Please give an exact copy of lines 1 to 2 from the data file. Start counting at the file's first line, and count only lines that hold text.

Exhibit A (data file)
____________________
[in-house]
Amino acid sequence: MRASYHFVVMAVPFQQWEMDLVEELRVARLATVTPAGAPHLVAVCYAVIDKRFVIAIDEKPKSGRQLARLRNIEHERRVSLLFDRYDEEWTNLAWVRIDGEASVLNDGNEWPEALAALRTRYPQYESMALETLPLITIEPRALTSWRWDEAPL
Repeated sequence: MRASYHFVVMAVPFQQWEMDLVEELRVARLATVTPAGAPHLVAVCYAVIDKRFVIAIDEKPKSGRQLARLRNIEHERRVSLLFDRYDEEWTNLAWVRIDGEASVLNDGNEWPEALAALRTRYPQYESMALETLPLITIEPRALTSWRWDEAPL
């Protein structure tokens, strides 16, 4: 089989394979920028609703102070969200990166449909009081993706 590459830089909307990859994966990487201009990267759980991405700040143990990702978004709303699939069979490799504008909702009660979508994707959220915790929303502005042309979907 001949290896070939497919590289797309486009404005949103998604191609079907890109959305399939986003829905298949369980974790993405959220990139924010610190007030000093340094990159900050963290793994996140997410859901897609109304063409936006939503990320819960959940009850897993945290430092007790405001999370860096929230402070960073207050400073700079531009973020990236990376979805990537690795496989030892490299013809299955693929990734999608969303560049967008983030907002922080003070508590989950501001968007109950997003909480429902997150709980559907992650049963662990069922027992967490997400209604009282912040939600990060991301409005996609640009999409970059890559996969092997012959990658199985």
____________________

[in-house]
Amino acid sequence: MRASYHFVVMAVPFQQWEMDLVEELRVARLATVTPAGAPHLVAVCYAVIDKRFVIAIDEKPKSGRQLARLRNIEHERRVSLLFDRYDEEWTNLAWVRIDGEASVLNDGNEWPEALAALRTRYPQYESMALETLPLITIEPRALTSWRWDEAPL